News

Press Release

Kentucky United We Stand, Divided We Fall

Commonwealth of Kentucky
Cabinet for Health and Family Services

FOR IMMEDIATE RELEASE

Contact: Barbara Fox
502-564-6786, ext. 3102

Beth Fisher
502-564-6786, ext.3101

Colder Temperatures Increase the Risk for Carbon Monoxide Poisoning

FRANKFORT, Ky. - As temperatures drop and the risk for carbon monoxide poisoning increases, Kentuckians are urged to be aware of the dangers of carbon monoxide (CO) poisoning due to improper use of heating or cooking devices.

Items such as kerosene or propane gas stoves and ovens have been used as alternative heat sources indoors, sometimes with tragic results. Since these devices emit a colorless, odorless gas called carbon monoxide as a by-product, improper use can lead to severe cases of carbon monoxide poisoning. The Kentucky Department for Public Health (DPH), which is part of the Cabinet for Health and Family Services (CHFS) advises Kentuckians to follow these steps taken from guidelines issued by the National Center for Environmental Health to prevent carbon monoxide poisoning:

  • Don’t use a generator, charcoal grill, camp stove or other gasoline or charcoal-burning device inside your home, basement or garage or outside near a window.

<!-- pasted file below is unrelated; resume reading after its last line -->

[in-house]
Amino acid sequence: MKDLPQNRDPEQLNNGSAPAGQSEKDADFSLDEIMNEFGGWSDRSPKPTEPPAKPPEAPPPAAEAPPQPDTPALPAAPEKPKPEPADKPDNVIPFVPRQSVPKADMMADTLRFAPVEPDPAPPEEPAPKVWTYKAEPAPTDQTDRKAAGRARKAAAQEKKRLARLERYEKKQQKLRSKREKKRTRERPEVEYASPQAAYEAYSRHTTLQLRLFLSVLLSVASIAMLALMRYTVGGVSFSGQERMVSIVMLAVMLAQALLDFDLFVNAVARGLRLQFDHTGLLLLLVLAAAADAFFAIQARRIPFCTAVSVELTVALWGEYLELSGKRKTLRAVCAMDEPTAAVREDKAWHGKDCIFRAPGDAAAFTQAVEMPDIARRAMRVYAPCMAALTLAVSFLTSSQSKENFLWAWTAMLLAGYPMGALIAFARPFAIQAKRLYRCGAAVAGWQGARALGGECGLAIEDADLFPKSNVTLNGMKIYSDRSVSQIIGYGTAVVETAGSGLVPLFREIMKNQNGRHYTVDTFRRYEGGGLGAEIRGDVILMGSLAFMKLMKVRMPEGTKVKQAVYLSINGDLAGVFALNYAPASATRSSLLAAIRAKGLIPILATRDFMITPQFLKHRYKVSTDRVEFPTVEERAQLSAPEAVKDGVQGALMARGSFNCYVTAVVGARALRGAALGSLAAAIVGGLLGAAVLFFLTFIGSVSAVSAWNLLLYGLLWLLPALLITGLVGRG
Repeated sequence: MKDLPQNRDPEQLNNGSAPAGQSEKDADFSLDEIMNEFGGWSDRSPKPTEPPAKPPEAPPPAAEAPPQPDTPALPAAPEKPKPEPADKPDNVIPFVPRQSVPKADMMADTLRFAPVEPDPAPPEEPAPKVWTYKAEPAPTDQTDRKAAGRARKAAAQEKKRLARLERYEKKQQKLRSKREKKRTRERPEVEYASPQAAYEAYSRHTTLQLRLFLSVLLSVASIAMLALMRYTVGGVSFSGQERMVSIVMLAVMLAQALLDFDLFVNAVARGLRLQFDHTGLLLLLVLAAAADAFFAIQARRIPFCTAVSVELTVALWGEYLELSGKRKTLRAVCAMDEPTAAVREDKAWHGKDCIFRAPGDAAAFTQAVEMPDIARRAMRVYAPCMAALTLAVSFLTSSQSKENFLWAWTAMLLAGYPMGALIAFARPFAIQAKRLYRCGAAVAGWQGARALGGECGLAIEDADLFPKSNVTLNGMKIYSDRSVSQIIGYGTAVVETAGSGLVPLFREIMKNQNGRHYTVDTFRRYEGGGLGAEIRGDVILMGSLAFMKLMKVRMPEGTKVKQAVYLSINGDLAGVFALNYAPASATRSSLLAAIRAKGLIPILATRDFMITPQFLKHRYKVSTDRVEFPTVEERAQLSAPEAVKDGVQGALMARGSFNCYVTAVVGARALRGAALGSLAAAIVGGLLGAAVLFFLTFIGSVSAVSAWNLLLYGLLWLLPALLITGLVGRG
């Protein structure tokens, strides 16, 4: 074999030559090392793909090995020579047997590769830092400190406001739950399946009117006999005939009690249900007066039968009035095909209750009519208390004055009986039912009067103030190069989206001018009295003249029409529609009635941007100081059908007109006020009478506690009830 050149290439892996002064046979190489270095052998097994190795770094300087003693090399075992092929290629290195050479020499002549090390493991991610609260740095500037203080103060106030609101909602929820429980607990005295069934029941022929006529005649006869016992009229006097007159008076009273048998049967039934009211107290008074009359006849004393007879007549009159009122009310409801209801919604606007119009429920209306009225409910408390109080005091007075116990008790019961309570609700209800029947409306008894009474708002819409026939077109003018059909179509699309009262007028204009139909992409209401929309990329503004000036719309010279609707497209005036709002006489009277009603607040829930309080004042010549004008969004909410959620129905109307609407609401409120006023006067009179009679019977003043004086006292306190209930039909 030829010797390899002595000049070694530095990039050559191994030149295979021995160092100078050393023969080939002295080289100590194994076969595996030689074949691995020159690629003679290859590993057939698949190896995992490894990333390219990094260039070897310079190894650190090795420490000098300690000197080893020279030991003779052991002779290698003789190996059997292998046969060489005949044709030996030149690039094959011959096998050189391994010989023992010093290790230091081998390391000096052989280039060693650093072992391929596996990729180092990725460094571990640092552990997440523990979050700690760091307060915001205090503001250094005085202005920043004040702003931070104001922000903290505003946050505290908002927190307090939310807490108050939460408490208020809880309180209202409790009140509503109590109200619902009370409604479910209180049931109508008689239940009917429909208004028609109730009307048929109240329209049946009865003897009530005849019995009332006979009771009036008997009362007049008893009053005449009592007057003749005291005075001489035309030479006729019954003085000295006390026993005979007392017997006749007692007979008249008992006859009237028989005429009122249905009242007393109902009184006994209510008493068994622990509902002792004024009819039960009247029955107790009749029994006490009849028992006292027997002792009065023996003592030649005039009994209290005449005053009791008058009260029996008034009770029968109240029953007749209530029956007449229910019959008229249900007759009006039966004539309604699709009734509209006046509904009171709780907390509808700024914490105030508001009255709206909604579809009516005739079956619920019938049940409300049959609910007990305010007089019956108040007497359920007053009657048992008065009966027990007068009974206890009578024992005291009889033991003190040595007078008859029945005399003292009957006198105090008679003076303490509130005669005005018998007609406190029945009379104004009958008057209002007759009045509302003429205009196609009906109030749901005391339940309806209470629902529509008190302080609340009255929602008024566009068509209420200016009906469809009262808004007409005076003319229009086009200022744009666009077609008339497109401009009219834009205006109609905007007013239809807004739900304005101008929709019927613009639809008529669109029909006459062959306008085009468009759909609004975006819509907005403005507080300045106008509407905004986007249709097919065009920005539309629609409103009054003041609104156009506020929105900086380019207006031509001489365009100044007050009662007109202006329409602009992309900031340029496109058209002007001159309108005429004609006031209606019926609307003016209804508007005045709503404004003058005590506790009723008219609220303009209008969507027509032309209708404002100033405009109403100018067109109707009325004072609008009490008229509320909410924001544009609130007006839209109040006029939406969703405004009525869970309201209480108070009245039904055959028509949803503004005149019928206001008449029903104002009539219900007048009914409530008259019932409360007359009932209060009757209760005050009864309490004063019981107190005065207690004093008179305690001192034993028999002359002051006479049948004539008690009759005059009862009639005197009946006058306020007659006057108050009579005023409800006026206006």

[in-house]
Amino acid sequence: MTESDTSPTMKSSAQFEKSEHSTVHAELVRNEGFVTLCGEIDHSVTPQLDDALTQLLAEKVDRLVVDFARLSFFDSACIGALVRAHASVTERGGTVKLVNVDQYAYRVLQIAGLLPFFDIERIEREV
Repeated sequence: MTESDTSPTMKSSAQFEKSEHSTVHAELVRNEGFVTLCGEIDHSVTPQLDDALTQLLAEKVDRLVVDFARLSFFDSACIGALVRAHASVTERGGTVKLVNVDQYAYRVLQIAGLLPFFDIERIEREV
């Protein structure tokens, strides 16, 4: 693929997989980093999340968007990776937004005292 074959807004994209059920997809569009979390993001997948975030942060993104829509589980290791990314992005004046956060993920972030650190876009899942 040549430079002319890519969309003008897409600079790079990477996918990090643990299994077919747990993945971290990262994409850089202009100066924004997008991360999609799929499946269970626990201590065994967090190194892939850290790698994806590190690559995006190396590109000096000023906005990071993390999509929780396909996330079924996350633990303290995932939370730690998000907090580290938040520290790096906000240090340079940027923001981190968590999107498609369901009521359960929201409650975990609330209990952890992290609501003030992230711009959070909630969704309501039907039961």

• Don’t run a car or truck inside a garage attached to your house, even if you leave the door open.
  • Don’t use a fireplace that isn’t properly vented.
  • Don’t heat your house with a gas oven.
  • Be sure to carefully follow manufacturers’ instructions for kerosene heaters, making sure the wick is set at the proper level and is clean. Ensure your kerosene heater is only operated in a well-vented area. Kerosene heaters require 1-K grade kerosene fuel and fuel should be clear, not colored or cloudy. To avoid the risk of fire, place kerosene heaters several feet away from all furniture, curtains, paper, clothes, bedding and other combustible materials. Infants, small children and pets should be kept away from heaters to avoid serious burns.
  • Seek immediate medical attention if you suspect carbon monoxide poisoning and are experiencing symptoms of carbon monoxide poisoning. Early symptoms include headache, nausea, vomiting and fatigue. Carbon monoxide poisoning is treatable.
  • Install a battery-operated carbon monoxide detector in your home and replace the battery when you change the time on your clocks each spring and fall for daylight savings time. If the detector sounds, leave your home immediately and call 911. On average, carbon monoxide detectors should be replaced about every five years.